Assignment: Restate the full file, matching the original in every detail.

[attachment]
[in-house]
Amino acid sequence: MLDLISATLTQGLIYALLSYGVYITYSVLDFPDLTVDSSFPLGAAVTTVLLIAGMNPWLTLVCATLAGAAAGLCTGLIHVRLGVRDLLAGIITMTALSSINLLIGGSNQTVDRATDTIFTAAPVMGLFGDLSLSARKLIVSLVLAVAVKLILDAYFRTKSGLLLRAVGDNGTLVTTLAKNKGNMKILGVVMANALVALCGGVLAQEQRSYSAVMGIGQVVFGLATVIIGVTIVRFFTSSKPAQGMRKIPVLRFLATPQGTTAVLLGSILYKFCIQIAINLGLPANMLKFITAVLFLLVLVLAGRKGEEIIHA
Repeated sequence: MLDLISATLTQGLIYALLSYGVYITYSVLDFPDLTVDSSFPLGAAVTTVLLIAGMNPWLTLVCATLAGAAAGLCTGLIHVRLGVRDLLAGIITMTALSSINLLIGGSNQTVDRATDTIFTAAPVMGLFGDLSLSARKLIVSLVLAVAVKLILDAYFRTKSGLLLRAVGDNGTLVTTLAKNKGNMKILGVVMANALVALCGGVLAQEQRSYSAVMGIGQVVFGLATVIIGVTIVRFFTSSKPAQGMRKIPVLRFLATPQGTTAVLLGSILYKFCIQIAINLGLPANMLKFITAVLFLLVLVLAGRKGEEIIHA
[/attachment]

[in-house]
Amino acid sequence: MLDLISATLTQGLIYALLSYGVYITYSVLDFPDLTVDSSFPLGAAVTTVLLIAGMNPWLTLVCATLAGAAAGLCTGLIHVRLGVRDLLAGIITMTALSSINLLIGGSNQTVDRATDTIFTAAPVMGLFGDLSLSARKLIVSLVLAVAVKLILDAYFRTKSGLLLRAVGDNGTLVTTLAKNKGNMKILGVVMANALVALCGGVLAQEQRSYSAVMGIGQVVFGLATVIIGVTIVRFFTSSKPAQGMRKIPVLRFLATPQGTTAVLLGSILYKFCIQIAINLGLPANMLKFITAVLFLLVLVLAGRKGEEIIHA
Repeated sequence: MLDLISATLTQGLIYALLSYGVYITYSVLDFPDLTVDSSFPLGAAVTTVLLIAGMNPWLTLVCATLAGAAAGLCTGLIHVRLGVRDLLAGIITMTALSSINLLIGGSNQTVDRATDTIFTAAPVMGLFGDLSLSARKLIVSLVLAVAVKLILDAYFRTKSGLLLRAVGDNGTLVTTLAKNKGNMKILGVVMANALVALCGGVLAQEQRSYSAVMGIGQVVFGLATVIIGVTIVRFFTSSKPAQGMRKIPVLRFLATPQGTTAVLLGSILYKFCIQIAINLGLPANMLKFITAVLFLLVLVLAGRKGEEIIHA